Mount Sinai Researchers Develop Treatment That Turns Tumors Into Cancer Vaccine Factories
Researchers at Mount Sinai have developed a novel approach to cancer immunotherapy, injecting immune stimulants directly into a tumor to teach the immune system to destroy it and other tumor cells throughout the body.
The “in situ vaccination” worked so well in patients with advanced-stage lymphoma that it is also undergoing trials in breast and head and neck cancer patients, according to a study published in Nature Medicine in April.
The treatment consists of administering a series of immune stimulants directly into one tumor site. The first stimulant recruits important immune cells called dendritic cells that act like generals of the immune army. The second stimulant activatesthe dendritic cells, which then instruct T cells, the immune system’s soldiers, to kill cancer cells and spare non-cancer cells. This immune army learns to recognize features of the tumor cells so it can seek them out and destroy them throughout the body, essentially turning the tumor into a cancer vaccine factory.
“The in situ vaccine approach has broad implications for multiple types of cancer,” said lead author Joshua Brody, MD, Director of the Lymphoma Immunotherapy Program at The Tisch Cancer Institute at the Icahn School of Medicine at Mount Sinai. “This method could also increase the success of other immunotherapies such as checkpoint blockade.”
After testing the lymphoma vaccine in the lab, it was tested in 11 patients in a clinical trial. Some patients had full remission from months to years. In lab tests in mice, the vaccine drastically increased the success of checkpoint blockade immunotherapy, the type of immunotherapy responsible for the complete remission of former President Jimmy Carter’s cancer and the focus of the 2018 Nobel Prize in Medicine.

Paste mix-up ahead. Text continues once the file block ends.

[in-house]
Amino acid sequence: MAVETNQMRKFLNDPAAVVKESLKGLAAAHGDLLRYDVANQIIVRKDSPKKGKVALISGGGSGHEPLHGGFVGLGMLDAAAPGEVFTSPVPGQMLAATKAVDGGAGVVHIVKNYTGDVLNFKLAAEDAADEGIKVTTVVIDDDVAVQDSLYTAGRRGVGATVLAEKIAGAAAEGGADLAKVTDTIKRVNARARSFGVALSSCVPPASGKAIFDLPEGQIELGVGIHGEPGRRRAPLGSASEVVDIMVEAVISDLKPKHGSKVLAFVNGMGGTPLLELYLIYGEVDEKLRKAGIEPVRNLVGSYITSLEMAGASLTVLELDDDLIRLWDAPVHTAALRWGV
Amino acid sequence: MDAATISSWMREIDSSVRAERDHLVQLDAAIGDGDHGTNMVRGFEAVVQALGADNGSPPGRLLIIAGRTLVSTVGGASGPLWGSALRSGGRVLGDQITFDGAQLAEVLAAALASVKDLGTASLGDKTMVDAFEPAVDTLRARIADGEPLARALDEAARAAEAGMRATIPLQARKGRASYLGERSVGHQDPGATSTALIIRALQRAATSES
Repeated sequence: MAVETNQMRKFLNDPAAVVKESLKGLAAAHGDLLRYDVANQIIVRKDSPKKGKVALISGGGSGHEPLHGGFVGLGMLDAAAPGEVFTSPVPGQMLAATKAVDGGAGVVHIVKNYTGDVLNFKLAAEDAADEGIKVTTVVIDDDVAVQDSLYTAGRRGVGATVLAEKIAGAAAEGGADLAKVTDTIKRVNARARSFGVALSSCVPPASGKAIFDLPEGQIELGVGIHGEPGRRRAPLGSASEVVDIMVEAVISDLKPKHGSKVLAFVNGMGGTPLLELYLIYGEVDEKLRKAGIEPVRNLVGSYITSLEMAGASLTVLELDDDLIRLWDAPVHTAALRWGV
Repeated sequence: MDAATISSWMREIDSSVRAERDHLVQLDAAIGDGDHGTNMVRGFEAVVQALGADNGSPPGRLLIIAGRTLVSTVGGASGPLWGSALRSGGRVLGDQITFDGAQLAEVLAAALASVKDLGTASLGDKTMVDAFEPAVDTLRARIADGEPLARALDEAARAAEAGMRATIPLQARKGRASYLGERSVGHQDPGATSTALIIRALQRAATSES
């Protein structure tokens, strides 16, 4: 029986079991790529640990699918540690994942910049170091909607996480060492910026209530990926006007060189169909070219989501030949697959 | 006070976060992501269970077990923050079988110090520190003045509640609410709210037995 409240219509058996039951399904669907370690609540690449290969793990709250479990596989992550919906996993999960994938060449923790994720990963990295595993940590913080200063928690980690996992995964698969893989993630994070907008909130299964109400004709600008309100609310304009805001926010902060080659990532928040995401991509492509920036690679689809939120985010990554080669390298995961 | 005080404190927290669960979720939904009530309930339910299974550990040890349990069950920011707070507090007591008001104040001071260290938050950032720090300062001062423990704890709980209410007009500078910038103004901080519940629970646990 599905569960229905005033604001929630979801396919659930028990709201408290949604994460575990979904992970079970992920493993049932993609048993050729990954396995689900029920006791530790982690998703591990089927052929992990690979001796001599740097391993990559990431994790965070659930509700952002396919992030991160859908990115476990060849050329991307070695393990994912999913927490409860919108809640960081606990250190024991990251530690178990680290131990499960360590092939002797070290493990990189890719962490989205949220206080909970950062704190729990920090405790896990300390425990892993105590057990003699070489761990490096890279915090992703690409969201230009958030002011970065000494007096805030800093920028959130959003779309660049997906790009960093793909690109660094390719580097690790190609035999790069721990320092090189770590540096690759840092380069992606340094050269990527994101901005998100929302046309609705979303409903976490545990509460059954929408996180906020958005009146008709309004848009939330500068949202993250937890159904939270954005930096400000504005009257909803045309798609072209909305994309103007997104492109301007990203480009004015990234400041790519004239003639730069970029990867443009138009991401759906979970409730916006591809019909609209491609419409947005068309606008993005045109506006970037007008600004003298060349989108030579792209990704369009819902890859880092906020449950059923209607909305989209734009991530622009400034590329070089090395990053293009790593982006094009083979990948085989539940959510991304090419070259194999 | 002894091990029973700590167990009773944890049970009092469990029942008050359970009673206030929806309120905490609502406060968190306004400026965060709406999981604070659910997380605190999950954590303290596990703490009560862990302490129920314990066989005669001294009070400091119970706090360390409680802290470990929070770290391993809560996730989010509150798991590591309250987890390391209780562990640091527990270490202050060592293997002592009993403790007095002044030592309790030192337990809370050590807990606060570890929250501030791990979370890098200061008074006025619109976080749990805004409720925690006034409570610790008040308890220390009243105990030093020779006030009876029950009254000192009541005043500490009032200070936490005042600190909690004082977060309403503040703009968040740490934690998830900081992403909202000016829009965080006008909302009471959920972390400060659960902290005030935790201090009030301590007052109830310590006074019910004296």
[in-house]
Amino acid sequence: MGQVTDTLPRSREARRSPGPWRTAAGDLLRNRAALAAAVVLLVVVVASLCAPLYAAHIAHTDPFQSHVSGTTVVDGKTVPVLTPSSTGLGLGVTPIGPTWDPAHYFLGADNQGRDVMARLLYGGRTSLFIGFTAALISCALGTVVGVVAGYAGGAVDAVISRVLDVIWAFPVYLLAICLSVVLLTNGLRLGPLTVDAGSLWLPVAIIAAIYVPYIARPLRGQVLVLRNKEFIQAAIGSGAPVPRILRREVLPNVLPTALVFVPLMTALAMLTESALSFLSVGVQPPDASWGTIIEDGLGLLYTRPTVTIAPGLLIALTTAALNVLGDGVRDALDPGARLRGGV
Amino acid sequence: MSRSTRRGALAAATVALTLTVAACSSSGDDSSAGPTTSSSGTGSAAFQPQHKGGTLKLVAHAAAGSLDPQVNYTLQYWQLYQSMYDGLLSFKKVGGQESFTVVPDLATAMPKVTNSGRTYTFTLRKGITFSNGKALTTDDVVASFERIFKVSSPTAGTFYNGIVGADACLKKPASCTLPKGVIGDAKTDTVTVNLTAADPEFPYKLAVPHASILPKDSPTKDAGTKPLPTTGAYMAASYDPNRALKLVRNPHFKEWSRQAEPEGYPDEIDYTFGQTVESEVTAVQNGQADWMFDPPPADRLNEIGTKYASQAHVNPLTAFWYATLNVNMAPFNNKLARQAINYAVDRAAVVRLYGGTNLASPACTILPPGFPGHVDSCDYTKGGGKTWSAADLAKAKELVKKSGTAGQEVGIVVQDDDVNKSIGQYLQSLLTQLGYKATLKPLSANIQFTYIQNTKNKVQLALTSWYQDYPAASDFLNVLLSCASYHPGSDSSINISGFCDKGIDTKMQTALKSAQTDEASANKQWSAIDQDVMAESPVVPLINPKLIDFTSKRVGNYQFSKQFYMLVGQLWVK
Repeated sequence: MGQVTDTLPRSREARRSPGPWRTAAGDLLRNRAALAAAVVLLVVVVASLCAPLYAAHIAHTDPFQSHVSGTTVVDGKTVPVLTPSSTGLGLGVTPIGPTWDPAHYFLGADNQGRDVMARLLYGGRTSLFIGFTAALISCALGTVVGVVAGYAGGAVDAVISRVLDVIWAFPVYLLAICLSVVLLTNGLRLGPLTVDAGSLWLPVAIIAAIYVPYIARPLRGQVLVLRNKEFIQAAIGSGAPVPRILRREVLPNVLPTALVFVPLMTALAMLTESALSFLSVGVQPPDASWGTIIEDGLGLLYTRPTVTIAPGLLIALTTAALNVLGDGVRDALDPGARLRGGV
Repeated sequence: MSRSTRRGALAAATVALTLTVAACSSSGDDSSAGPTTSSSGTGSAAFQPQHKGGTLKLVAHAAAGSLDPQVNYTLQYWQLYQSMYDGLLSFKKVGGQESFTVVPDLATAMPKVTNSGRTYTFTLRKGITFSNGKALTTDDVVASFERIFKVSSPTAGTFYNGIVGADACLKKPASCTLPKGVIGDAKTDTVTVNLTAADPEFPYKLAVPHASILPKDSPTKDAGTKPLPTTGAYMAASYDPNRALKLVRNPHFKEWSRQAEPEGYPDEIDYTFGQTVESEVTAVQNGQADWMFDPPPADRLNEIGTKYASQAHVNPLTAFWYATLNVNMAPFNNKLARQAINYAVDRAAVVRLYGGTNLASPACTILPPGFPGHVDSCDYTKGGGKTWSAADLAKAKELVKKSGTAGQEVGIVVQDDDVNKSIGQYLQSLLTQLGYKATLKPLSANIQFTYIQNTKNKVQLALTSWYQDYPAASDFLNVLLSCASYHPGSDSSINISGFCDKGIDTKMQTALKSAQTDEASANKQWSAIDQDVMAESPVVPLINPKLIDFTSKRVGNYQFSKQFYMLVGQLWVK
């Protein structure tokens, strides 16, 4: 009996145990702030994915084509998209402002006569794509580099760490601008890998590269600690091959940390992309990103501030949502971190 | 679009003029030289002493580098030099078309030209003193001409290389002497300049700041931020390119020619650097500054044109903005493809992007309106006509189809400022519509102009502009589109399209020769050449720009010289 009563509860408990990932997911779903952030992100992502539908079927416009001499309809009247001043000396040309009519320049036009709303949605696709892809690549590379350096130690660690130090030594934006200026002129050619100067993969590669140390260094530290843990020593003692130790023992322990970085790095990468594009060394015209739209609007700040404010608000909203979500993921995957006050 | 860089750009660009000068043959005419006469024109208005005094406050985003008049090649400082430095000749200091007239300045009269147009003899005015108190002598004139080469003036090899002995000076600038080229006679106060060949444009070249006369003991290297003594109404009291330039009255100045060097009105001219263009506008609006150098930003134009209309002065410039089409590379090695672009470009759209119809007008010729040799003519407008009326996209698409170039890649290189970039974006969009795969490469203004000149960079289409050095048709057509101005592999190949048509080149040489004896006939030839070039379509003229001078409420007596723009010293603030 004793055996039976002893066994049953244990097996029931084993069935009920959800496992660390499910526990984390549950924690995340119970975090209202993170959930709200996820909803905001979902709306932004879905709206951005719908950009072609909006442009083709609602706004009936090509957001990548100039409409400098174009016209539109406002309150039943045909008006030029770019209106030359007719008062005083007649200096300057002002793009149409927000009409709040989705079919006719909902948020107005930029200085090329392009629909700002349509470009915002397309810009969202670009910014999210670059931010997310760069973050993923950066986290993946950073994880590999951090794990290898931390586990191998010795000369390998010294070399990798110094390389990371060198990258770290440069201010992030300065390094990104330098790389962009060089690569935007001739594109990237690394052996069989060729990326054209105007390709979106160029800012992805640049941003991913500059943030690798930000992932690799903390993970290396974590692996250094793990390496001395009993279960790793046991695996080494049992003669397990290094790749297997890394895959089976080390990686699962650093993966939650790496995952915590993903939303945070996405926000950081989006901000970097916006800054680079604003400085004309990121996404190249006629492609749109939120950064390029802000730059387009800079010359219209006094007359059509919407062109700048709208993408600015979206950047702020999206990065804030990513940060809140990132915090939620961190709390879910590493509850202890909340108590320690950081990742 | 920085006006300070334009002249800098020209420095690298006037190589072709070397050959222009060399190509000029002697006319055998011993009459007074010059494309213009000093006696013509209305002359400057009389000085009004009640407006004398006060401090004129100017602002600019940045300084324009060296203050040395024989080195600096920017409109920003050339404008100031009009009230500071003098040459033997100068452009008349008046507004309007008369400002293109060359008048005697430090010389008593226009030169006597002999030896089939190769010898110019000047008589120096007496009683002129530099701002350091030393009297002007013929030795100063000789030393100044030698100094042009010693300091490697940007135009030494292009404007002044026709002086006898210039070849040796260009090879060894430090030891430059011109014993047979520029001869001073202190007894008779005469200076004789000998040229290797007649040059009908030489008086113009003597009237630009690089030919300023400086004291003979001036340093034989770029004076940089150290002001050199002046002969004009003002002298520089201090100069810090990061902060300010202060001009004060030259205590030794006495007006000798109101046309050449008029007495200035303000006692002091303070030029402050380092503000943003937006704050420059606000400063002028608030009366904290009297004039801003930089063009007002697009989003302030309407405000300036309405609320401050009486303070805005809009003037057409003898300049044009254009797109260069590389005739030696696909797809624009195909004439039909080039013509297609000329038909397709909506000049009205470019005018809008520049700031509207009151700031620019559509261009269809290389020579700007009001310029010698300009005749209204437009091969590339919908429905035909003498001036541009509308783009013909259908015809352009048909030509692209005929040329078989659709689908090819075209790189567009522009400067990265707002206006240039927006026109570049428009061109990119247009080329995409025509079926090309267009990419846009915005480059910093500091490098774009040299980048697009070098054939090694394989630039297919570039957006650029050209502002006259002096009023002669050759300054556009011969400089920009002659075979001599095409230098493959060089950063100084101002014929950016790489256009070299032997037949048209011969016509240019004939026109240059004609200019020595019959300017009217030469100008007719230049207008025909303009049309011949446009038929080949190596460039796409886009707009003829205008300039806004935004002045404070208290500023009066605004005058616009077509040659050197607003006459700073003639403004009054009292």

A clinical trial for lymphoma, breast, and head and neck cancer patients opened in March to test the vaccine with checkpoint blockade drugs. Because the combinedimmune therapy was at least three times more powerful than either checkpoint blockade or the vaccine by themselves, researchers are extremely optimistic about how effective this may be in patients in this new trial. The in situ vaccine is also being tested in the lab in liver and ovarian cancer.
Linda Hammerich, PhD, a postdoctoral fellow at The Tisch Cancer Institute at the Icahn School of Medicine at Mount Sinai, was the first author on the study and integral to this research.
This research was funded by The Damon Runyon Cancer Research Foundation, the Cancer Research Institute, and Merck. Celldex and Oncovir provided reagents for the clinical trial and the lab work.
About the Mount Sinai Health System
The Mount Sinai Health System is New York City's largest integrated delivery system, encompassing eight hospitals, a leading medical school, and a vast network of ambulatory practices throughout the greater New York region. Mount Sinai's vision is to produce the safest care, the highest quality, the highest satisfaction, the best access and the best value of any health system in the nation. The Health System includes approximately 7,480 primary and specialty care physicians; 11 joint-venture ambulatory surgery centers; more than 410 ambulatory practices throughout the five boroughs of New York City, Westchester, Long Island, and Florida; and 31 affiliated community health centers. The Icahn School of Medicine is one of three medical schools that have earned distinction by multiple indicators: ranked in the top 20 by U.S. News & World Report's "Best Medical Schools", aligned with a U.S. News & World Report's "Honor Roll" Hospital, No. 12 in the nation for National Institutes of Health funding, and among the top 10 most innovative research institutions as ranked by the journal Nature in its Nature Innovation Index. This reflects a special level of excellence in education, clinical practice, and research. The Mount Sinai Hospital is ranked No. 18 on U.S. News & World Report's "Honor Roll" of top U.S. hospitals; it is one of the nation's top 20 hospitals in Cardiology/Heart Surgery, Gastroenterology/GI Surgery, Geriatrics, Nephrology, and Neurology/Neurosurgery, and in the top 50 in six other specialties in the 2018-2019 "Best Hospitals" issue. Mount Sinai's Kravis Children's Hospital also is ranked nationally in five out of ten pediatric specialties by U.S. News & World Report. The New York Eye and Ear Infirmary of Mount Sinai is ranked 11th nationally for Ophthalmology and 44th for Ear, Nose, and Throat. Mount Sinai Beth Israel, Mount Sinai St. Luke's, Mount Sinai West, and South Nassau Communities Hospital are ranked regionally.